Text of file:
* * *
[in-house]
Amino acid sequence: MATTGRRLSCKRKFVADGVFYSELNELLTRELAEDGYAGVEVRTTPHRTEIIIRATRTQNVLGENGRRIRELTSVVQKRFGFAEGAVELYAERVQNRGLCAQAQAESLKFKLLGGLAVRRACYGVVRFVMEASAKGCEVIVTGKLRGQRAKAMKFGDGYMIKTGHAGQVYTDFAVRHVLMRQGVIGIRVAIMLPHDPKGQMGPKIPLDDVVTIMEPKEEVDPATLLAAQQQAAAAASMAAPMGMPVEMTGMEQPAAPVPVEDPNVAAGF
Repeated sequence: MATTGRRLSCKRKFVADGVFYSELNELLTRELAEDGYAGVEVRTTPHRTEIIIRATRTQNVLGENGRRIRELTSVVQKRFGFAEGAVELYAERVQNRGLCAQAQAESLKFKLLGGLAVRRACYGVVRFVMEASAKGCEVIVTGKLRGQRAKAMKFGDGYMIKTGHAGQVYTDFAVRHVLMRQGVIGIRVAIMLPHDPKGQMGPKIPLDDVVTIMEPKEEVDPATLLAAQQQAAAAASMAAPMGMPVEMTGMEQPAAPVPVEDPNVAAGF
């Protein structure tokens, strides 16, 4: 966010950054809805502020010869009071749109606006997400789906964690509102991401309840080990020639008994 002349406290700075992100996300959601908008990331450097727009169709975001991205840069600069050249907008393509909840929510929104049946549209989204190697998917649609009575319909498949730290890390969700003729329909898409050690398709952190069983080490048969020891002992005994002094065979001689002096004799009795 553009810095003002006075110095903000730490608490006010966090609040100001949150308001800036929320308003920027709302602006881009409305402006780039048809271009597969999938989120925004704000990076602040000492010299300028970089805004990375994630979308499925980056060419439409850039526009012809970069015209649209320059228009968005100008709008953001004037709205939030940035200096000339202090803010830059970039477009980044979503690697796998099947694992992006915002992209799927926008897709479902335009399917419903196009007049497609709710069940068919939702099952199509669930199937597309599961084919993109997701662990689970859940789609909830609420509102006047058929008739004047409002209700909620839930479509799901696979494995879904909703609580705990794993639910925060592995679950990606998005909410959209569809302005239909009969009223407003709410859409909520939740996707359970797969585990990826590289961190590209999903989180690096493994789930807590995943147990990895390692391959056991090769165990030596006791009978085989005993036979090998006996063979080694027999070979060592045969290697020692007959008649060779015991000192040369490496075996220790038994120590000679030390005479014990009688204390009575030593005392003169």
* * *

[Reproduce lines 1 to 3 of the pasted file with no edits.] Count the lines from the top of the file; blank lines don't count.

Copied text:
[in-house]
Amino acid sequence: MATTGRRLSCKRKFVADGVFYSELNELLTRELAEDGYAGVEVRTTPHRTEIIIRATRTQNVLGENGRRIRELTSVVQKRFGFAEGAVELYAERVQNRGLCAQAQAESLKFKLLGGLAVRRACYGVVRFVMEASAKGCEVIVTGKLRGQRAKAMKFGDGYMIKTGHAGQVYTDFAVRHVLMRQGVIGIRVAIMLPHDPKGQMGPKIPLDDVVTIMEPKEEVDPATLLAAQQQAAAAASMAAPMGMPVEMTGMEQPAAPVPVEDPNVAAGF
Repeated sequence: MATTGRRLSCKRKFVADGVFYSELNELLTRELAEDGYAGVEVRTTPHRTEIIIRATRTQNVLGENGRRIRELTSVVQKRFGFAEGAVELYAERVQNRGLCAQAQAESLKFKLLGGLAVRRACYGVVRFVMEASAKGCEVIVTGKLRGQRAKAMKFGDGYMIKTGHAGQVYTDFAVRHVLMRQGVIGIRVAIMLPHDPKGQMGPKIPLDDVVTIMEPKEEVDPATLLAAQQQAAAAASMAAPMGMPVEMTGMEQPAAPVPVEDPNVAAGF